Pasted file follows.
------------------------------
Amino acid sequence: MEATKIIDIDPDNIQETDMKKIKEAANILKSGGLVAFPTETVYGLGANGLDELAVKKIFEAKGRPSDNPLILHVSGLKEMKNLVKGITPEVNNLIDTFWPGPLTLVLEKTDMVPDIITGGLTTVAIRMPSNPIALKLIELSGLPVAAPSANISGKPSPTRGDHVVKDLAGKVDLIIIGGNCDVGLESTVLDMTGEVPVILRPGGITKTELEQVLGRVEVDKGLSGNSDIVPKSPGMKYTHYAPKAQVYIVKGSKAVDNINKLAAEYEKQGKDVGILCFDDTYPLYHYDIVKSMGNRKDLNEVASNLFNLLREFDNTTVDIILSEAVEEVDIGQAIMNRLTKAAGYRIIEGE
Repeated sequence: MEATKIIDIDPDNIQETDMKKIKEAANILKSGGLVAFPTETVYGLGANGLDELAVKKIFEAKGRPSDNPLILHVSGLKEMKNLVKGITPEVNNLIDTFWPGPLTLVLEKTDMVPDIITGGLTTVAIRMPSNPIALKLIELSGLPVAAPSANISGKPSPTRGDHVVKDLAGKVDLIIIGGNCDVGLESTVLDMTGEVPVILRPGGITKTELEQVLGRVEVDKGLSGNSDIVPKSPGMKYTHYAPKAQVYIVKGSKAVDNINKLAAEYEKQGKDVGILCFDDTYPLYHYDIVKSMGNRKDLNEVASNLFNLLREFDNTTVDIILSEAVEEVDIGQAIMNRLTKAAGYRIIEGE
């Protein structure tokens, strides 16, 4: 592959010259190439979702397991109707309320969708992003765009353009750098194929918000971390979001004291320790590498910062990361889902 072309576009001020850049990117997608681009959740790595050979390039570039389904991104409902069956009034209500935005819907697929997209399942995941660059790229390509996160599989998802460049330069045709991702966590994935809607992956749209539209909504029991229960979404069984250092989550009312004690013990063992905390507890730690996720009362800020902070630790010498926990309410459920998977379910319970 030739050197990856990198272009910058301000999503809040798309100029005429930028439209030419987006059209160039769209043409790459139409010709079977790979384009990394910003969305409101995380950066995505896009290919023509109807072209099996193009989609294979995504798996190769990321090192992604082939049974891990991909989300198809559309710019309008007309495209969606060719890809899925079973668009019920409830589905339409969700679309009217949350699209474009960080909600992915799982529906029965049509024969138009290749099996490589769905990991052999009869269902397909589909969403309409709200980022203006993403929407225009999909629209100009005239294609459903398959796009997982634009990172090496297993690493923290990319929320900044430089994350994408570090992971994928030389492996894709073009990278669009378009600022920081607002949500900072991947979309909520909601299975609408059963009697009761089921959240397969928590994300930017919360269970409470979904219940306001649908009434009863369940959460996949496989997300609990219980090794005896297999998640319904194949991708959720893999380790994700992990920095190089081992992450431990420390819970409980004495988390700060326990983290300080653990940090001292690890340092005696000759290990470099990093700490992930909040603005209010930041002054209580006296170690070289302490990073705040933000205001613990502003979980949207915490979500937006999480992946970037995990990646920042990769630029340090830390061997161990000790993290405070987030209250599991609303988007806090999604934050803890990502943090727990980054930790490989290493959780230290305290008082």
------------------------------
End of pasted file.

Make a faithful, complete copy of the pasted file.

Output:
Amino acid sequence: MEATKIIDIDPDNIQETDMKKIKEAANILKSGGLVAFPTETVYGLGANGLDELAVKKIFEAKGRPSDNPLILHVSGLKEMKNLVKGITPEVNNLIDTFWPGPLTLVLEKTDMVPDIITGGLTTVAIRMPSNPIALKLIELSGLPVAAPSANISGKPSPTRGDHVVKDLAGKVDLIIIGGNCDVGLESTVLDMTGEVPVILRPGGITKTELEQVLGRVEVDKGLSGNSDIVPKSPGMKYTHYAPKAQVYIVKGSKAVDNINKLAAEYEKQGKDVGILCFDDTYPLYHYDIVKSMGNRKDLNEVASNLFNLLREFDNTTVDIILSEAVEEVDIGQAIMNRLTKAAGYRIIEGE
Repeated sequence: MEATKIIDIDPDNIQETDMKKIKEAANILKSGGLVAFPTETVYGLGANGLDELAVKKIFEAKGRPSDNPLILHVSGLKEMKNLVKGITPEVNNLIDTFWPGPLTLVLEKTDMVPDIITGGLTTVAIRMPSNPIALKLIELSGLPVAAPSANISGKPSPTRGDHVVKDLAGKVDLIIIGGNCDVGLESTVLDMTGEVPVILRPGGITKTELEQVLGRVEVDKGLSGNSDIVPKSPGMKYTHYAPKAQVYIVKGSKAVDNINKLAAEYEKQGKDVGILCFDDTYPLYHYDIVKSMGNRKDLNEVASNLFNLLREFDNTTVDIILSEAVEEVDIGQAIMNRLTKAAGYRIIEGE
């Protein structure tokens, strides 16, 4: 592959010259190439979702397991109707309320969708992003765009353009750098194929918000971390979001004291320790590498910062990361889902 072309576009001020850049990117997608681009959740790595050979390039570039389904991104409902069956009034209500935005819907697929997209399942995941660059790229390509996160599989998802460049330069045709991702966590994935809607992956749209539209909504029991229960979404069984250092989550009312004690013990063992905390507890730690996720009362800020902070630790010498926990309410459920998977379910319970 030739050197990856990198272009910058301000999503809040798309100029005429930028439209030419987006059209160039769209043409790459139409010709079977790979384009990394910003969305409101995380950066995505896009290919023509109807072209099996193009989609294979995504798996190769990321090192992604082939049974891990991909989300198809559309710019309008007309495209969606060719890809899925079973668009019920409830589905339409969700679309009217949350699209474009960080909600992915799982529906029965049509024969138009290749099996490589769905990991052999009869269902397909589909969403309409709200980022203006993403929407225009999909629209100009005239294609459903398959796009997982634009990172090496297993690493923290990319929320900044430089994350994408570090992971994928030389492996894709073009990278669009378009600022920081607002949500900072991947979309909520909601299975609408059963009697009761089921959240397969928590994300930017919360269970409470979904219940306001649908009434009863369940959460996949496989997300609990219980090794005896297999998640319904194949991708959720893999380790994700992990920095190089081992992450431990420390819970409980004495988390700060326990983290300080653990940090001292690890340092005696000759290990470099990093700490992930909040603005209010930041002054209580006296170690070289302490990073705040933000205001613990502003979980949207915490979500937006999480992946970037995990990646920042990769630029340090830390061997161990000790993290405070987030209250599991609303988007806090999604934050803890990502943090727990980054930790490989290493959780230290305290008082």